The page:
But it is his defense that has the lottery teams interested in Cauley-Stein and what is intriguing about placing him next to Cousins in the Kings front court to help protect the basket. (A recent rumor indicates Cousins wants the Kings to draft his fellow Kentucky alum.) Should Boogie and Trill be paired (they also each wore the No. 15 for Kentucky), Karl has an idea of how he would use them together.

"DeMarcus is so good at the top and he [Cauley-Stein] could be underneath and his skills of offensive rebounding and running the court and getting up the court before the defense sets. And then DeMarcus could be a trail and run I call the ‘secondary quarterback' is usually the second big trailing the play," Karl said. "And all that could be very efficient and very effective."

Cauley-Stein said his and Cousins' style of play complement each other.

"He can do a little bit of everything. He's more of a power guy, I'm more of a finesse, get out and run and do a lot of stuff using my speed and quickness," Cauley-Stein said. "He's more of a guy that's going to bang with you, you know, get mean and do a lot of stuff like that … So we kind of just complement each other."

There are question marks about Cauley-Stein just like there are with any draft prospect. Outside of his offense, some are uncertain about his focus during the game and passiveness (that is something that certainly is different from Cousins). Cauley-Stein may not even be available when the Kings make their decision with the sixth overall pick. Or the Kings could end up selecting his workout partner on Thursday Cameron Payne. Or it could be Emmanuel Mudiay as some mock drafts are beginning to say. But should the Kings draft the defensive 7-footer, what type of player could fans expect? The experts say some version of Tyson Chandler or DeAndre Jordan, but Cauley-Stein has other ideas.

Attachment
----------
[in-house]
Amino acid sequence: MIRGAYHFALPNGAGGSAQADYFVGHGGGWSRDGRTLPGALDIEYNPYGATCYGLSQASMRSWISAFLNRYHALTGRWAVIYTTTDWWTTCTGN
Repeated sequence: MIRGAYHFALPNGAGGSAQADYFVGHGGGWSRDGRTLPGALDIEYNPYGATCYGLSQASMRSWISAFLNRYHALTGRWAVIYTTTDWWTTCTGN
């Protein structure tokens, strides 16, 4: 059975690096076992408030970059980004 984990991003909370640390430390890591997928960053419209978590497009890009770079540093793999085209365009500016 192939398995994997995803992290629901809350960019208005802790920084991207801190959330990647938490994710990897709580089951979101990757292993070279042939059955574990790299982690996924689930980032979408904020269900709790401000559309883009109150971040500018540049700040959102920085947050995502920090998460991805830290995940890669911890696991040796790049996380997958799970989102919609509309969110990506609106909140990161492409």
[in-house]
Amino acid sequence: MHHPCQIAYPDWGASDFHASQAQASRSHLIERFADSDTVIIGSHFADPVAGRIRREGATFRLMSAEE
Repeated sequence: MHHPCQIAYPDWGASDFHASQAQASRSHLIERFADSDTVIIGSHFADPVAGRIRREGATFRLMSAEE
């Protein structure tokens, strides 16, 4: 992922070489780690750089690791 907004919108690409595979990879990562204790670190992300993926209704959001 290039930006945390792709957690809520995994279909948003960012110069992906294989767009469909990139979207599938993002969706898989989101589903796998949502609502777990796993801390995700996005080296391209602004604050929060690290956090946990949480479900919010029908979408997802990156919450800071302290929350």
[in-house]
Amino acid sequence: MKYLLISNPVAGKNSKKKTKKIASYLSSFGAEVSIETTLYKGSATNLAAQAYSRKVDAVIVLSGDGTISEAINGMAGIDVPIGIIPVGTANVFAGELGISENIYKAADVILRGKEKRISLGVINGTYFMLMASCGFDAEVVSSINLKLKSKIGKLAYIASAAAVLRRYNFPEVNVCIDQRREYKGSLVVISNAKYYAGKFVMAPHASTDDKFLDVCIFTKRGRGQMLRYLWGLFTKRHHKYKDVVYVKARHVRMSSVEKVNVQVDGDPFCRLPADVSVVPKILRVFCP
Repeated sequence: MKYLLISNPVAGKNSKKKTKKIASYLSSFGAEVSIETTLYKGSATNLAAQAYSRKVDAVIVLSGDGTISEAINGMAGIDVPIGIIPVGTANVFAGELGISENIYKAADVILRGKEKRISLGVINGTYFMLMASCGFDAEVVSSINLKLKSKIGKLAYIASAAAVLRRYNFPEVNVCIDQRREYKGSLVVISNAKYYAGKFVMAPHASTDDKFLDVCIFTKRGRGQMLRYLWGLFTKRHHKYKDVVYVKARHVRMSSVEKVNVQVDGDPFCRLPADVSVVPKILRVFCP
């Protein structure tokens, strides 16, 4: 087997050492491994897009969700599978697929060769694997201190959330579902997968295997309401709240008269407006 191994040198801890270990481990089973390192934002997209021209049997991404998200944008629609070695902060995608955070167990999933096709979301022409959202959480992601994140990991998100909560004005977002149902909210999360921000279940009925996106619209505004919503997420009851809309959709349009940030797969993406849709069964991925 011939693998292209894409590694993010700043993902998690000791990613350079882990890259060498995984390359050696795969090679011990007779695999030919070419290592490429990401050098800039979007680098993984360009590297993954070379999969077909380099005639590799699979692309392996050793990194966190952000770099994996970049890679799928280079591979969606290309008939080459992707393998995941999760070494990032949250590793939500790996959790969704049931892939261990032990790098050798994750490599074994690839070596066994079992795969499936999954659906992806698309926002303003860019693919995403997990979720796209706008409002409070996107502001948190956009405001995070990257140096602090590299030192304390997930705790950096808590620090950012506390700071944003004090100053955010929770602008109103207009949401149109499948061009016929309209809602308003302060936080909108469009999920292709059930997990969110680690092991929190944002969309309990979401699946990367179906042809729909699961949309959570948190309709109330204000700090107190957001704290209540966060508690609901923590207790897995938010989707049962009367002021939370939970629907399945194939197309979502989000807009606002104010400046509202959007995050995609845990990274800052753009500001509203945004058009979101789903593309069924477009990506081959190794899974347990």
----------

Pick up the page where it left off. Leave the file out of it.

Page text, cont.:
"I don't compare myself to nobody. I think I bring a unique set of skills that are my skills," Cauley-Stein said. "I don't compare, I don't watch Tyson Chandler or DeAndre Jordan, I just do what I do and that's the way I look at it."

Other Notes

  • The Kings had Cauley-Stein and Payne do a lot of running in transition during the workout. They focused on playing fast - catching the ball and making a quick decision to either pass, shoot or pick and roll.
  • At one point, Payne was throwing up alley-oop after alley-oop to Cauley-Stein. "He was telling me, ‘throw it up.' Man, that was one of the easiest things I've ever had to do," Payne said.
  • Payne said his agent told him to come work out with the Kings and that he was "really high on their radar."
  • Payne said his basketball IQ and feel for the game is what separates him from the other point guards in the draft. He also said he knows he needs to get stronger: "I'm definitely going to have to get stronger. Me getting stronger is going to help my defense out a lot."
  • Cauley-Stein said he is going to be working out with the New York Knicks, Charlotte Hornets, Orlando Magic and Miami Heat next.
  • Karl said he isn't sure what position the Kings will select in the draft, but knows there are weaknesses and they need to build in a lot of areas. He also reiterated that he isn't an expert in the draft and sounded like he was going to defer a lot of the evaluation to the front office. He had an interesting comment about the backup point guard position as well: "Our backup point guard position is obviously open." This brings up questions about the future of Ray McCallum and Andre Miller.
  • Karl admitted he was "sad" that Pete D'Alessandro is leaving the Kings. He said D'Alessandro was a major reason why he felt comfortable in coming to Sacramento.
  • Oh, and Rudy Gay was there playing baseball.